Why is it more expensive for me to go to the refill shop, with my own container and fill it with, say liquid soap, laundry liquid etc. when those items are supplied in huge containers. It should be cheaper surely? Or is it just the place I use?! Last time I bought some liquid soap it cost three times as much as the hand soap I'd bought from the supermarket. I'm happy to pay more as I understand about economies of scale, but sometimes feel as though the prices are just too high to encourage people with little disposable income. Also - there is little info about the provenance of these refill products - what is in them, are they vegan, do they use sustainable palm oil etc.

    0 Reply

    jacquimartin08@yahoo.co.uk

    1 Month

    If you’re on a budget but really want to make a difference where’s the best place to start?

    0 Reply

    njh007

    1 Month

    Where can someone find beef/pork/chicken/lamb that has been reared on small scale permaculture farms?

    0 Reply

    adam42

    1 Month

    Can you do a carbon footprint comparison between a veggie box and the same items from a supermarket shopping basket? Maybe include some extra goodies like strawberries , eggs, bread, samphire etc.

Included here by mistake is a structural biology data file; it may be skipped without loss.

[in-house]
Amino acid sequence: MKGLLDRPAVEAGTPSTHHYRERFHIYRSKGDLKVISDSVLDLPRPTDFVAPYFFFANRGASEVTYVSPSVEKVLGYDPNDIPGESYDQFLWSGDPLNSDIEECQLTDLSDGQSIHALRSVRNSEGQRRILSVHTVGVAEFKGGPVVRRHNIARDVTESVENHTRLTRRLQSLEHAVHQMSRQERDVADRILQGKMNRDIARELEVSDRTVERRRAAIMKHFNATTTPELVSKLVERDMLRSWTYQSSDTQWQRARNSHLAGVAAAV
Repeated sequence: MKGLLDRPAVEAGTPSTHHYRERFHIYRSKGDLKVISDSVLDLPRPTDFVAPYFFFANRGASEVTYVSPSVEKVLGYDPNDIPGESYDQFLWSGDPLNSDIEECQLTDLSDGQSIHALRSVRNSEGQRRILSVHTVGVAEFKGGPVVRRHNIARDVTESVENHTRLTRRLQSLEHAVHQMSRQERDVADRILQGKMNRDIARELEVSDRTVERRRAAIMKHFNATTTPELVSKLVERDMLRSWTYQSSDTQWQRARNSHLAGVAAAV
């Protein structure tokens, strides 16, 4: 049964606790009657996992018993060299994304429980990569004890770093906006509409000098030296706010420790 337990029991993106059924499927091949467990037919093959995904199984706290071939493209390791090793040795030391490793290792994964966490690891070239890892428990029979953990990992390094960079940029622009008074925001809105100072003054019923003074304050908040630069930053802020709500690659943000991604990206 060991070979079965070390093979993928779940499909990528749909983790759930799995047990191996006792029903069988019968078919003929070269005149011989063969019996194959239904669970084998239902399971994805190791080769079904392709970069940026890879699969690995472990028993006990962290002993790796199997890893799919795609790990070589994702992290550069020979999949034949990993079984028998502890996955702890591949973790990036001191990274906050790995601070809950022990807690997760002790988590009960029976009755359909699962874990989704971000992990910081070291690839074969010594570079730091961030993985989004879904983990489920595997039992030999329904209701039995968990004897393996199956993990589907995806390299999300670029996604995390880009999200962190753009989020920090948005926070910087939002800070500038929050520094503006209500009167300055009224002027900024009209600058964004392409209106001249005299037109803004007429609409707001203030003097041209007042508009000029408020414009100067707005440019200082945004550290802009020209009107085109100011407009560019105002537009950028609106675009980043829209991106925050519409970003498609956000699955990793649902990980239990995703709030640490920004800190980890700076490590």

I'm not sure whether to suggest you include meat as well or compare it separately.

    0 Reply

    Doingmybest

    1 Month

    I live in North-east London and struggle to avoid supermarkets. I would appreciate a list of organic shops and suppliers, including refill shops which seem to be totally absent in my neck of the woods. The nearest I can find is halfway to Southend on the A127.

    I agree with DianaR that it seems counter-intuitive that refill shops are more expensive. Is there a valid reason for it?

    0 Reply

    Climatebodger

    1 Month

    So many questions: Which has the smaller carbon footprint - beans (or tomatoes or whatever) grown in Spain/Morocco/Kenya using natural light and flown to market, or those grown in the Netherlands, UK or northern France inside greenhouses. And why isn’t this information transparent?

    And if you feel like dipping into transport, how many miles a year do you have to travel before you can justify converting your fleet to electric vehicles given the huge carbon emissions involved in making the batteries (and the rest of the vehicle)?

    0 Reply

    hecate